"Spark Bird: Canada Goose"
5 x 7 inches
India ink on Bristol board
“So, what was your spark bird?”
If you hang around birdwatchers enough, it's a question that comes up.
Just like any passion, birding has its fair share of insider jargon. Words like, “dip”, “pish” and “fallout” are overheard at many events. As is the term, “spark bird”, which refers to the bird that first kindled a life-long interest in this fanatical obsession – er, I mean hobby.
I've loved birds as long as I can remember, but perhaps the species that sparked an interest in understanding them more deeply was the Canada Goose.
As a girl, I'd go to the park to feed a population of domestic ducks, but there'd always be a group of itinerant Canada geese, as well. They always looked so dapper, with their black necks and white cheeks. As I got to know them better, I began to notice that some of them had individual characteristics that set them apart from the others. Why was it, I wondered, that some of them had shorter, stubbier bills? Why did others have a white stripe at the base of their neck? Why did some of them honk in a much higher pitch, like they'd inhaled helium?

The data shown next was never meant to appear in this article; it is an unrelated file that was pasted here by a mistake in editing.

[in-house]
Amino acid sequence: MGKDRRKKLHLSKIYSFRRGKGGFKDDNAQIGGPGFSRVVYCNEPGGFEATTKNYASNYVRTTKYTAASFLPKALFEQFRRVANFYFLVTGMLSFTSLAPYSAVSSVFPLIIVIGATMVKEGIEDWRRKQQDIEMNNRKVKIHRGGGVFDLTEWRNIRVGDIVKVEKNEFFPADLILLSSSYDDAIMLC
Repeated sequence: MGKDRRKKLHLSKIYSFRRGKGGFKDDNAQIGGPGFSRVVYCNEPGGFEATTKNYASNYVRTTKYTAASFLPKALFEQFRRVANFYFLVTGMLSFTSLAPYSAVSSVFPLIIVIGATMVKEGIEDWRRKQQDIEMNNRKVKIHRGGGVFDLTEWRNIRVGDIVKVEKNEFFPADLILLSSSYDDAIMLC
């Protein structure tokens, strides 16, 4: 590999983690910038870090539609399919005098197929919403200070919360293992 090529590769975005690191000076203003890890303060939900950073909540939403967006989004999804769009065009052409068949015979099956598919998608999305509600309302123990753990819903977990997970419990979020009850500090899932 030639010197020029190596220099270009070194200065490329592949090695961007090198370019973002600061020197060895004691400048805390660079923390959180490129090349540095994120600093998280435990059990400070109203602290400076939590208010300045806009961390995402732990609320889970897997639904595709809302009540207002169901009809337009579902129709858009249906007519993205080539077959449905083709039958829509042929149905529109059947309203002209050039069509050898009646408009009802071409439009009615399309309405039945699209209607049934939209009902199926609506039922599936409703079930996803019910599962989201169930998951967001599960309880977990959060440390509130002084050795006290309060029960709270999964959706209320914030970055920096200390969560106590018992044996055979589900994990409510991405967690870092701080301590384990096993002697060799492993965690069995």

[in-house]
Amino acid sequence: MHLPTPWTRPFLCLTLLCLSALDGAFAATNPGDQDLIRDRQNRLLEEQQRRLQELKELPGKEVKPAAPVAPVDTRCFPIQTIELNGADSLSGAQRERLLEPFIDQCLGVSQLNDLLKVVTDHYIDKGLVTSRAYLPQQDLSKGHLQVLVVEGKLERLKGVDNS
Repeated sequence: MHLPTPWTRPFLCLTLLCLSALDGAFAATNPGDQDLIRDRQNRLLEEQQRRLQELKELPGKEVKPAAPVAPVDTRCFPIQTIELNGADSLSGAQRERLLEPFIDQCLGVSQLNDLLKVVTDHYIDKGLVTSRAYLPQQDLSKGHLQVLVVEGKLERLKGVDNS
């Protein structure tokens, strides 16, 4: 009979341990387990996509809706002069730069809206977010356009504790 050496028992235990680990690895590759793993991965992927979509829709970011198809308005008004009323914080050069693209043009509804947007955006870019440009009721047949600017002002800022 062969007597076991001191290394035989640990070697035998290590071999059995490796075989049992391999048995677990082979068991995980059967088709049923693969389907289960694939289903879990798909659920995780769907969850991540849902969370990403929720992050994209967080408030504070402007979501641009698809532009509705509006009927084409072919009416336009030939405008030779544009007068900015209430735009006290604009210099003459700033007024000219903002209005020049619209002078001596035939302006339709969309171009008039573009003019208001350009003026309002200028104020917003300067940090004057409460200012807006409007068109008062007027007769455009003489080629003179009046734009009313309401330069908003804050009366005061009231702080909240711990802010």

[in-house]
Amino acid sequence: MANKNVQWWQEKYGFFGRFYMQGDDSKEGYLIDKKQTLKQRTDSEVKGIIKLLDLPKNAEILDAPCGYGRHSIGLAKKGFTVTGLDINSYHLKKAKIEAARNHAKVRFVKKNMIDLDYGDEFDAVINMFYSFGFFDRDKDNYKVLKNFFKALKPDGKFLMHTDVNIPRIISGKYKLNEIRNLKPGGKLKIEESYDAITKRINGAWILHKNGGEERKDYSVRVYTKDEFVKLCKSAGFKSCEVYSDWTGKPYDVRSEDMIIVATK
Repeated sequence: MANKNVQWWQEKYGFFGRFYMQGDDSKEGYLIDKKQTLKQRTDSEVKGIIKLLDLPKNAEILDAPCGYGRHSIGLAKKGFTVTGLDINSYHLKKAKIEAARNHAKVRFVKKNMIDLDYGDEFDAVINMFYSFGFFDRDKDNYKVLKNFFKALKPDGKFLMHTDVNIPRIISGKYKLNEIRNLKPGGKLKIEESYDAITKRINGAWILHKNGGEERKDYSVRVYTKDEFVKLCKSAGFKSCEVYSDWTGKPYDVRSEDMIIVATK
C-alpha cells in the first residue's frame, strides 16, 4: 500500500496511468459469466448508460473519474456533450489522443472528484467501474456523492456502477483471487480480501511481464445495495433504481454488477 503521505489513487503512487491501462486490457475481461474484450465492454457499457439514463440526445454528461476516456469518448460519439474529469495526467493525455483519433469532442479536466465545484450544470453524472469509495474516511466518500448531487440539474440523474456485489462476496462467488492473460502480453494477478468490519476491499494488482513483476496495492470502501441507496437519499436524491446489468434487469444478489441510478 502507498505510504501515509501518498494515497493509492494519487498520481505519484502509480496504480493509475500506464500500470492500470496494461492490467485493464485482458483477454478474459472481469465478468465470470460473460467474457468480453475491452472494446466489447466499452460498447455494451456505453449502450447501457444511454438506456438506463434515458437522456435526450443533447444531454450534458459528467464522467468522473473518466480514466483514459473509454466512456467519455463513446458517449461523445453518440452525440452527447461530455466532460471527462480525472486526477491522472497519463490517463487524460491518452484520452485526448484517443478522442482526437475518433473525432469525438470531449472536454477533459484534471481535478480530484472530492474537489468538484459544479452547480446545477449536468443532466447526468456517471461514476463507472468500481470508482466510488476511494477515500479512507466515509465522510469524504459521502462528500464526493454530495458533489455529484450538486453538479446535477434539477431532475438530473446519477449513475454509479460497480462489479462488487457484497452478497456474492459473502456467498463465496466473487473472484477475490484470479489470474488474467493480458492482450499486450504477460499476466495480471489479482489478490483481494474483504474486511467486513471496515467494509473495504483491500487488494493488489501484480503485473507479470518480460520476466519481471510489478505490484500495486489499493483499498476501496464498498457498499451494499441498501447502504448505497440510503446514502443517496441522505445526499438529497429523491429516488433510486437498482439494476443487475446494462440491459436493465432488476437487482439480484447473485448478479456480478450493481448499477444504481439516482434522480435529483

Since this was before the Internet, I had to go to the library to find out. These smaller geese, I learned, were a subspecies of Canada goose, known as cackling geese. That someone else had noticed these slight differences was exciting to me; and so began a lifelong interest in bird identification and behavior.
Nowadays, the Canada goose and cackling goose are considered two genetically distinct species; nevertheless I consider them both my “spark”.